Poetry By Diane Seuss

Image by Christine Riutzel / beautyfromlight.com

Red ass, purple heels, four Chihuahuas

I mean, monkey red. One solid bedsore. He says, once I climb into that hospital bed . . . and trails off. Your feet, I say, they’re purple. You need to elevate. They’re decomposing, my feet, he says, his roundabout way of telling me he wasn’t leaving that chair. Look at you, I say, you’re leaning to the left. Why are you leaning to the left? He goes: I don’t know why, I’m just leaning to the left. You’re leaning so you can keep your weight off of that big bedsore, I say. I almost say ah ha. I feel like saying ah ha. He pours another big old dirty tumbler of scotch. What a life, he says, straight-faced, and he doesn’t mean life is shit and he doesn’t mean life is roses. He says it like air going out of a balloon. Like air going out of a baboon, I want to say, but I don’t say it. I’m bound and determined to get him into that bed. Think of how good it will feel to get off of that bedsore. I trip over the red Chihuahua with a high forehead. Then all four start up yapping. He drains the famous tumbler and lights a big cigar. That look on his face like he’s got something to celebrate. What are you, I say, the president of a goddamned wooden shoe factory? When all is said and done somebody’s going to have to hoist that chair out into the paddock and burn it.



Self-Portrait with Herbarium

I bought pre-moistened bathing cloths for invalids
in order to avoid the shared bathroom and shower.
I did not want to eat with the others, so I lived on
Saltine crackers I stored in a metal container to keep
away moisture, and wormy apples from the orchard.

I walked the grounds only after dark, and often
ducked beneath the low arbor to visit the graves
of the founders to thank them for the trees
and meadows, the small gray squirrels and the toads
that leapt with every step I took, and all the plants

that composed my herbarium. I took pleasure less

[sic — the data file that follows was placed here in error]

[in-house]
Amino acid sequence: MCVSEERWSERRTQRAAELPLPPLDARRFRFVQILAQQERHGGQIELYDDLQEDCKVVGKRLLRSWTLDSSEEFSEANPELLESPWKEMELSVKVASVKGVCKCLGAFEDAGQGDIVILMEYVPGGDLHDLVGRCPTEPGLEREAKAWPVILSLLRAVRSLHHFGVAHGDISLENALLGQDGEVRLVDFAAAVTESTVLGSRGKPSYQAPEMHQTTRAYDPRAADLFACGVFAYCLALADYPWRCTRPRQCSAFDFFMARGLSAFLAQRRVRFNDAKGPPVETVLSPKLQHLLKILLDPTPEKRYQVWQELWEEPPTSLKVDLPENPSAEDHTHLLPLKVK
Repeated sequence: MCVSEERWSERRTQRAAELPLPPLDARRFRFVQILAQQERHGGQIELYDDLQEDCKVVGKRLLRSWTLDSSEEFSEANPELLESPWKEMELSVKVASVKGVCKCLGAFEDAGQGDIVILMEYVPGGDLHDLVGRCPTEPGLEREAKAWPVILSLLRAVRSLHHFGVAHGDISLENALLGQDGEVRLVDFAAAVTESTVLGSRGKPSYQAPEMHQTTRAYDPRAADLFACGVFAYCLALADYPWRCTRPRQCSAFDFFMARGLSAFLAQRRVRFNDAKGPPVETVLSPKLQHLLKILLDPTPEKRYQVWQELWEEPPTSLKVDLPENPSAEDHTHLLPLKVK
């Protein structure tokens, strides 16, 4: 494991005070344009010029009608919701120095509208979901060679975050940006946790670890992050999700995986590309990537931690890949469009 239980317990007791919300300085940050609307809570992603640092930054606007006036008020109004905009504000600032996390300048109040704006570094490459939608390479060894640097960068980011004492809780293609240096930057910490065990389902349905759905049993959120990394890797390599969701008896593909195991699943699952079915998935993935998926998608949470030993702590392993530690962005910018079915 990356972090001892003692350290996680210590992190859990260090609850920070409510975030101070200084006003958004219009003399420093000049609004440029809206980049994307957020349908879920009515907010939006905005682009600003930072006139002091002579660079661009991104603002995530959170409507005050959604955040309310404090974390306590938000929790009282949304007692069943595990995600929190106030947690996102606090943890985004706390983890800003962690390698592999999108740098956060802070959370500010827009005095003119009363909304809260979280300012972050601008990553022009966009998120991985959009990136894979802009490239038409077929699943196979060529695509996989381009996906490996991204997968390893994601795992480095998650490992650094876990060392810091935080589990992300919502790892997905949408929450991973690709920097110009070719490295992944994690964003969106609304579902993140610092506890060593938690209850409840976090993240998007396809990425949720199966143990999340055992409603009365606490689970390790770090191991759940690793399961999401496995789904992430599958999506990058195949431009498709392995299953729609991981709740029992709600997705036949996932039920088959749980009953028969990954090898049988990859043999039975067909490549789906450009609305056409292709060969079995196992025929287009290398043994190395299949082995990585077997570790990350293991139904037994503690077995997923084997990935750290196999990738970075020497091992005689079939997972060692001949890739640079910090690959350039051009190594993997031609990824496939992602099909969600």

in the plants themselves than in their categorization.
I went to the library often, but only in the dead
of night. We each had a key, which revealed to me
a degree of trust that seemed, at best, naïve.

Some nights, but rarely, I came upon some other
lost soul out looking at the moon, which was gold
and swollen. I worried—did she?—that it would
break open and spill its seed over the meadows.
To me, the animals, deer and foxes and such,

seemed terribly lonely. Even the pond shivered
in its loneliness, and the mountain, for as far
as the eye could see there was nothing
to which it could compare itself. Owls called out
to each other but were only answered by cemeteries.

How did I return to the world? One night
I walked beyond the stone gate, not through
any intention of escape, but only to seek a rare
flower I could press in the pages of a heavy
book and add to my collection. One quiet

foot in front of the other until I found
myself walking faster, as if pursued,
though no one was invested in calling me
back. Still, at dawn, I felt like a freed prisoner.
The purple night lifted its heavy curtain

on a day like an unripe peach, orange and softly
green and curved. Mist lifted away
from the fields revealing that what I’d thought
were boulders were actually cows, reddish,
lifting their white faces to look in my direction.



Diane Seuss’s most recent collection, Four-Legged Girl, was published in 2015 by Graywolf Press and was a finalist for the Pulitzer Prize. Wolf Lake, White Gown Blown Open won the Juniper Prize and was published in 2010. Her fourth collection, Still Life with Two Dead Peacocks and a Girl, is forthcoming from Graywolf Press in 2018. Seuss is Writer in Residence at Kalamazoo College.